Obstruction of Justice – According to Section 76-8-306, “An actor commits obstruction of justice if the actor, . . . inten[ds] to hinder, delay, or prevent the investigation, apprehension, prosecution, conviction, or punishment of any person regarding conduct that constitutes a criminal offense”. A couple ways someone could use their words to obstruct justice is by warning a suspect of police activity or by providing false information to law enforcement. Obstruction of justice is charged one degree less than the crime for which the person is obstructing.

Use freedom of speech wisely

Not all talking points or usage of profanities are protected free speech, but the First Amendment can help those who have a tendency to run their mouth when talking to law enforcement. If someone is facing charges due to their use of profanity when dealing with police or if they crossed the legal line with their words, it is best to consult with a criminal defense attorney before attempting to play the free speech card.

Utah Man Waives Miranda Rights, Admits to Murder and Scrubbing Crime Scene

An Ogden Utah Man was arrested after he waived his Miranda rights, openly admitting to murdering a woman and scrubbing the crime scene.

Criminal homicide

Photo by: Rynerson Bail Bonds

The deceased body of an adult woman was found lying in some brush on the side of a road in South Ogden last Monday. The woman appeared to have several stab wounds, and police on scene were unable to locate a suspect or a weapon. Officers proceeded to the woman’s apartment nearby and spoke to her roommates who agreed to accompany officers to the station to be interviewed.

Waived Miranda Rights

Prior to the police interview, one of the roommates named Jesus Martinez Ramos Jr was read his Miranda Rights, warning him that anything he said could be used against him while reminding him he could request an attorney to represent him. Ramos waived his Miranda Rights and spoke openly to police without the presence of any legal representation. During the interview, Ramos admitted to murdering his female roommate, moving her body, scrubbing the crime scene, and throwing away evidence-including the murder weapon. Ramos then went a step further by telling officers where they could find the knife used in the attack. Ramos was charged with first degree criminal homicide and second degree obstruction of justice.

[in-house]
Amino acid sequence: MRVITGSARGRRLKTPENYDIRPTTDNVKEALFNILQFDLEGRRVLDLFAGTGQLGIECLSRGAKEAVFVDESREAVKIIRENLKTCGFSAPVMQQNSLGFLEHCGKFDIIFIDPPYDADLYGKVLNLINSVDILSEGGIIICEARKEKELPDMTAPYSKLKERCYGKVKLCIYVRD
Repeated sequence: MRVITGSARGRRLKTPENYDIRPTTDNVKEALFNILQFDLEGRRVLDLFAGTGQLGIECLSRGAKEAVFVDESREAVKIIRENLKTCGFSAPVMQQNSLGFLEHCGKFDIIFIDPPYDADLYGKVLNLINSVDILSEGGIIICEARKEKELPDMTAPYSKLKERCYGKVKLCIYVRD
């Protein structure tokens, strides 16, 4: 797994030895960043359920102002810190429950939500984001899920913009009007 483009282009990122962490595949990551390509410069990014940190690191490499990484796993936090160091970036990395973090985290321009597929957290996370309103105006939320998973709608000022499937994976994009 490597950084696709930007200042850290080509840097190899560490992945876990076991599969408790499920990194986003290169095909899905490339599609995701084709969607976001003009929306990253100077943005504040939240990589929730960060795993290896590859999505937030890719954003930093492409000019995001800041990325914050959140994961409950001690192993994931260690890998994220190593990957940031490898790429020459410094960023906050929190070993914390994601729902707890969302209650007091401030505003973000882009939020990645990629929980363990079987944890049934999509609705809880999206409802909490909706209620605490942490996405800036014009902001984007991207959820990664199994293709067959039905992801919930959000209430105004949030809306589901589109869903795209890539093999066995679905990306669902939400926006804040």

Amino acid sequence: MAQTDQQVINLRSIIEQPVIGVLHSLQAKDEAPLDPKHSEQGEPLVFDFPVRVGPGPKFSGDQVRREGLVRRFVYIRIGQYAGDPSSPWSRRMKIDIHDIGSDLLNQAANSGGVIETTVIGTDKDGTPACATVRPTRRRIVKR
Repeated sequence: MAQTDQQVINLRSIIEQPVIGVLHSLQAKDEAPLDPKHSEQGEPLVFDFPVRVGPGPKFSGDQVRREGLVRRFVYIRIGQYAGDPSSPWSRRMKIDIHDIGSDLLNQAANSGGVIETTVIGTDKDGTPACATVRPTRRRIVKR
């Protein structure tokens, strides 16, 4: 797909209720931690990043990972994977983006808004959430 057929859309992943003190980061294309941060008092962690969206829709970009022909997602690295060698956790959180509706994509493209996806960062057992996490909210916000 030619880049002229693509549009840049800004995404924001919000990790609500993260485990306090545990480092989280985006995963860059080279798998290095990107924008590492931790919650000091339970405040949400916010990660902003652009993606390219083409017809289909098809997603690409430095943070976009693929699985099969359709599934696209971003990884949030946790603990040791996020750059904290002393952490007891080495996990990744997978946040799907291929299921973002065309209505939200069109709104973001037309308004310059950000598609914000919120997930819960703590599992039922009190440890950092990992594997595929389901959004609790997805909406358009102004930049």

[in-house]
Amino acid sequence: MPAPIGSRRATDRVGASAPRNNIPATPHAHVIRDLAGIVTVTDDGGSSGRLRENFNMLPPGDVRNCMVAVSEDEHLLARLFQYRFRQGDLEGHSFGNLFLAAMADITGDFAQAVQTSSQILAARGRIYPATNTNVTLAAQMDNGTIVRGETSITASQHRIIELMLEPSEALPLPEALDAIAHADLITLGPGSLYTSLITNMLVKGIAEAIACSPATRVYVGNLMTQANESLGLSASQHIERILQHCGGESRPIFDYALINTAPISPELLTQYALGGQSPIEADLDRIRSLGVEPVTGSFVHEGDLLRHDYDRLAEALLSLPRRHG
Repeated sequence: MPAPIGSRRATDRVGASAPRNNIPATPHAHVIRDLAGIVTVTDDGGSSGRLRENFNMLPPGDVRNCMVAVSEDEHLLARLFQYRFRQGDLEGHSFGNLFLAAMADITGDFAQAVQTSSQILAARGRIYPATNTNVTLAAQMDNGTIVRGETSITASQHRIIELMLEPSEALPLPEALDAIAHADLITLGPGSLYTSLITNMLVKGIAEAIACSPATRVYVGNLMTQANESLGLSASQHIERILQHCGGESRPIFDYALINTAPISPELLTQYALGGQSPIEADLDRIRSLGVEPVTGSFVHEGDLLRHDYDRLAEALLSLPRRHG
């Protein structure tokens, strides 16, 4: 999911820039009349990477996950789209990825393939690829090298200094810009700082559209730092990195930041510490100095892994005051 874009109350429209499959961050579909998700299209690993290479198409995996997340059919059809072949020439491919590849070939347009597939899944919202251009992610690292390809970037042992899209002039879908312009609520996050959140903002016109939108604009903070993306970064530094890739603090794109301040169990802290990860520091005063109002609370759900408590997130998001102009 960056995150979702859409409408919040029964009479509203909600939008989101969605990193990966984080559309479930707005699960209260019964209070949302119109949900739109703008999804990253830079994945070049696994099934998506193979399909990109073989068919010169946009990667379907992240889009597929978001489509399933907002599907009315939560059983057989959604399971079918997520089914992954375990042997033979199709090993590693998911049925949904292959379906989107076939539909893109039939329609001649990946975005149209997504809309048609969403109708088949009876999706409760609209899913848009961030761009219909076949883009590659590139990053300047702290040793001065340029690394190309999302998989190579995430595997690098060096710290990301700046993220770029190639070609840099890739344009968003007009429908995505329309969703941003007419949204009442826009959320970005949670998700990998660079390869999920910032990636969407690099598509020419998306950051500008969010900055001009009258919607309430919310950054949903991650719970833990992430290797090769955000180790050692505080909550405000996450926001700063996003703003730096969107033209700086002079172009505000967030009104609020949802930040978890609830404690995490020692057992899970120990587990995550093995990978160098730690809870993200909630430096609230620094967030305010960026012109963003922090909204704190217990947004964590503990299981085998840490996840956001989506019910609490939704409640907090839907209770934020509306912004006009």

No harm in requesting an attorney

Many people who are facing criminal charges assume if they tell investigators everything they want to hear, maybe they will either be spared or given better treatment for their extra cooperation. Unfortunately, rarely does it work out in the best interest of the suspect to do so. Sometimes, being open and agreeable with investigators can lead to unexpected or unwarranted charges that may not have been true, such as premeditation of the criminal events. Prior to any police questioning, it is always encouraged to request the presence of an attorney to guide a suspect through the questioning. Even if the evidence is stacked against the suspect, an attorney can still ensure they are afforded all rights, including protecting themselves against self-incrimination.

Lying to Police Results in Felony Obstruction of Justice Charges

A Utah woman arrested for felony obstruction of justice for initially lying to police about teens’ deaths in Utah.

Lying to police

Photo by: Carmello Fernando